Understanding Class Sizes at Fordham

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Understanding Class Sizes at Fordham

Students in a typical class at Fordham (Matt Massaro for The Fordham Ram)

Students in a typical class at Fordham (Matt Massaro for The Fordham Ram)

Students in a typical class at Fordham (Matt Massaro for The Fordham Ram)

Students in a typical class at Fordham (Matt Massaro for The Fordham Ram)

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By Tommy Tedesco

Some students have noticed that classrooms are overcrowded, including the writer of an opinion piece published by The Ram last week.

Assistant Vice President for Enrollment and Operational Services, Christina McGrath, said finding a solution to overcrowding is a high priority for the Office of the Provost. She said the challenge of providing space for constantly growing programs requires constant innovation and renovation.

“There have been times when two seminar rooms were combined into a lecture room, or vice versa,” said McGrath.

She said not all classrooms are created equal: academic departments may require more lecture halls while it can afford to give up seminar space, and it is not as simple as allocating more rooms to a program.

According to McGrath, the key is that each department’s specific needs influence which renovations are made. If a program is in need of more online resources, for instance, the university might decide to turn a seminar room into a computer lab.

McGrath said the process is highly feedback dependent. When classrooms start to get overcrowded, it is up to the program to alert the provost that renovations are needed.

“There have been many renovations, recently, on John Mulcahy Hall’s third floor in order to keep up with the rapidly expanding robotics and cybersecurity programs,” she said. “The increased demand on these programs is what drove the expansion of JMH third floor.”

Assistant Vice President for Academic Services, Gene Fein, Ph.D., said that the university is rarely aware of issues until students bring their complaints to the administration.

“We often learn about these issues through students coming to us, so it’s important that they feel comfortable doing so,” she said. Fein maintained that crowding should rarely be an issue.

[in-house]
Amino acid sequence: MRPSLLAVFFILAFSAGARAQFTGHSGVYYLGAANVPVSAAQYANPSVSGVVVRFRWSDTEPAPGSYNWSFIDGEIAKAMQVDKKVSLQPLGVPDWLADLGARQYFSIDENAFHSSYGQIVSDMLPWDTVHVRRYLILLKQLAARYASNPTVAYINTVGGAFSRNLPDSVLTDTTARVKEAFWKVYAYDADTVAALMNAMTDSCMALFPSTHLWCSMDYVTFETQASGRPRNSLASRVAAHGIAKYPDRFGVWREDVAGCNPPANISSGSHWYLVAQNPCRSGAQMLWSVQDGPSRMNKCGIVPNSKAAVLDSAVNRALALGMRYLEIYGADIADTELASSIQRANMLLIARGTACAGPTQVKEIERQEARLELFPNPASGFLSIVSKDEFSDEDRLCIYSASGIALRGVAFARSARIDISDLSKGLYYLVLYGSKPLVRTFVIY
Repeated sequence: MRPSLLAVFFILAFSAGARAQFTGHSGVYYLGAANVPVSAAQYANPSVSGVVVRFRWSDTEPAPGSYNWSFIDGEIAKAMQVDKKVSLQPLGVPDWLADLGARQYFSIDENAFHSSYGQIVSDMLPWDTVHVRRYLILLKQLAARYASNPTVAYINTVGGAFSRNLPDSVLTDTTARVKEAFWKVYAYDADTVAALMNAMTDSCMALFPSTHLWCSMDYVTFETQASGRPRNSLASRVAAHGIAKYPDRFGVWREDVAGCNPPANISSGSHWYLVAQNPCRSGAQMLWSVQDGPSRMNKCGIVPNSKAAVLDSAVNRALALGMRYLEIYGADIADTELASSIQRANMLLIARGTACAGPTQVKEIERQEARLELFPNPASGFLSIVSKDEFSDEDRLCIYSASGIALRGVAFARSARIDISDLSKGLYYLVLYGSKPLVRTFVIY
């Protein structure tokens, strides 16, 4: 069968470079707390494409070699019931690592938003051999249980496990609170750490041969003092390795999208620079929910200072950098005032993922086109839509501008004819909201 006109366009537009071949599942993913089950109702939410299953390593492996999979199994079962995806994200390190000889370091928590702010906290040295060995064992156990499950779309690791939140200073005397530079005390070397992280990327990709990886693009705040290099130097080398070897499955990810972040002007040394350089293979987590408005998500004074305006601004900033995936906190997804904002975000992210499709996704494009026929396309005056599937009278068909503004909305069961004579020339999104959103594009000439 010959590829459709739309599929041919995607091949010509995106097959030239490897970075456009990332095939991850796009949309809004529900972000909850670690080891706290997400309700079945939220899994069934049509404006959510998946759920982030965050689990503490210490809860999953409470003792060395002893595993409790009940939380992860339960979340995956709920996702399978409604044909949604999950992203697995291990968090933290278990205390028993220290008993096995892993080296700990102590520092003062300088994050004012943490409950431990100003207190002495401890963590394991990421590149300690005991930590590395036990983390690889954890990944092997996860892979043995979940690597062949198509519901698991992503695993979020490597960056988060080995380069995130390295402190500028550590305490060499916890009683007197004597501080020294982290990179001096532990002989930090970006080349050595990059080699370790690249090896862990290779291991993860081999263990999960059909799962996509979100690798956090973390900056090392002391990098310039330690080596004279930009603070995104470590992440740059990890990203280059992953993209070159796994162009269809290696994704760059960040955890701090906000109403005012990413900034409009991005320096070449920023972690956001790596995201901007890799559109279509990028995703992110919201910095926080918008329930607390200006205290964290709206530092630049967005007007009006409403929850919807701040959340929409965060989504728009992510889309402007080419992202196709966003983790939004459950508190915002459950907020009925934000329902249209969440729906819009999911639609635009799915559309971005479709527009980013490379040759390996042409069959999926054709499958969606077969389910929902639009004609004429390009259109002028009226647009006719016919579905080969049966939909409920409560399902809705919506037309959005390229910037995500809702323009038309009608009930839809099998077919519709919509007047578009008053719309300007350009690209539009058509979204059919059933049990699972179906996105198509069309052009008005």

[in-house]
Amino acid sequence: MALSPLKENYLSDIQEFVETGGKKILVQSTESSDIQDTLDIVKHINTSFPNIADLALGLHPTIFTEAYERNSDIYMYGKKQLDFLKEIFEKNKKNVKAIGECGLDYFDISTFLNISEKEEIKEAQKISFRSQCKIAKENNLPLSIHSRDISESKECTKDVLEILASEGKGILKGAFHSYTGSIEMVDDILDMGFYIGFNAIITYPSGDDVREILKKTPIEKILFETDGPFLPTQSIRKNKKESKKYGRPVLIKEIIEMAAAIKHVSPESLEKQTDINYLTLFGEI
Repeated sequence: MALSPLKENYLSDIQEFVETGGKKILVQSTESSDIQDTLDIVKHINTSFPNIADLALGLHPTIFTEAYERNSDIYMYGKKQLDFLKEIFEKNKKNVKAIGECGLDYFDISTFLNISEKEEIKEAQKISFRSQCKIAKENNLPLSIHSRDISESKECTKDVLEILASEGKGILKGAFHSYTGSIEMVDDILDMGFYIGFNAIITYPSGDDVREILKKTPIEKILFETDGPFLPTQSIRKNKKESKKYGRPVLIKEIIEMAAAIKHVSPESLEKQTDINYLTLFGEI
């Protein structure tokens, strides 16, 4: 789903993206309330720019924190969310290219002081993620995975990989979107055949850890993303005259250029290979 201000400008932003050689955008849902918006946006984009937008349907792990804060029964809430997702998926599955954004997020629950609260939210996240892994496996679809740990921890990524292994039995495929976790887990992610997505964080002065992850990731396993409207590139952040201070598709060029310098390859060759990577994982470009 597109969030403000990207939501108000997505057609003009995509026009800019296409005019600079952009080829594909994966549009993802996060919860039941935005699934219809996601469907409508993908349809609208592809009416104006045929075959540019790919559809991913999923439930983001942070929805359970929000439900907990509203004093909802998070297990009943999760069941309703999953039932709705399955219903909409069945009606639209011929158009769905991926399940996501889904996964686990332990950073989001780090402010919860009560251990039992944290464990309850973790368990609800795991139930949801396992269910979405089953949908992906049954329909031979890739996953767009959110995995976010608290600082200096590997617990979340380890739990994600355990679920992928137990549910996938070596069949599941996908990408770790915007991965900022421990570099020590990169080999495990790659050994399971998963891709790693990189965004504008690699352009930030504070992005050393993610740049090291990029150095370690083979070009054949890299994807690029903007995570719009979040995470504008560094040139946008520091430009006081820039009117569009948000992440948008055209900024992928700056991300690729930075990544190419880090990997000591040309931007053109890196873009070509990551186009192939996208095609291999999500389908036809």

“Rooms have maximum occupancy rules to follow as well as ADA guidelines, and that is something the university never compromises on,” she said.

However, she said special cases could account for slight overcrowding.

“If a couple students go to their dean and ask to be placed into a full class of, let’s say, 35, that could lead to some overcrowding,” said Fein. “Classroom assignments are solidified two to three weeks before classes begin, so if the number of students were to exceed a classroom’s safe maximum occupancy, that class would simply be relocated.”

Serious issues in the comfortable arrangement of a classroom may come down to legal codes that take into account safety but not comfort.

John Buckley, vice president for Undergraduate Admission and Financial Aid, said that the university accounts for campus accessibility during the admissions process.

“There is a very thoughtful and sensitive process that takes place in considering annual enrollments,” he said. “It’s a collaborative effort involving the enrollment staff, deans of individual colleges, student affairs staff, and staff from finance areas, and it’s a very carefully balanced equation.”

However, Buckley said that does not mean it is an exact science.

“Some years we undershoot our goal and go to the waitlist, while other years we overshoot our goal, which is a bit harder to correct,” said Buckley. “But we always aim for an average class size of 22 and a student to faculty ratio of 15 to one.”

According to the Fordham website, the university currently meets this goal.

Buckley cites not only crowding concerns, but the need to preserve Fordham’s “cura personalis,” or “care for the whole person.”
“There is an intimacy at Fordham that doesn’t exist elsewhere,” says Buckley. “That’s our edge, and we take every care to preserve it.”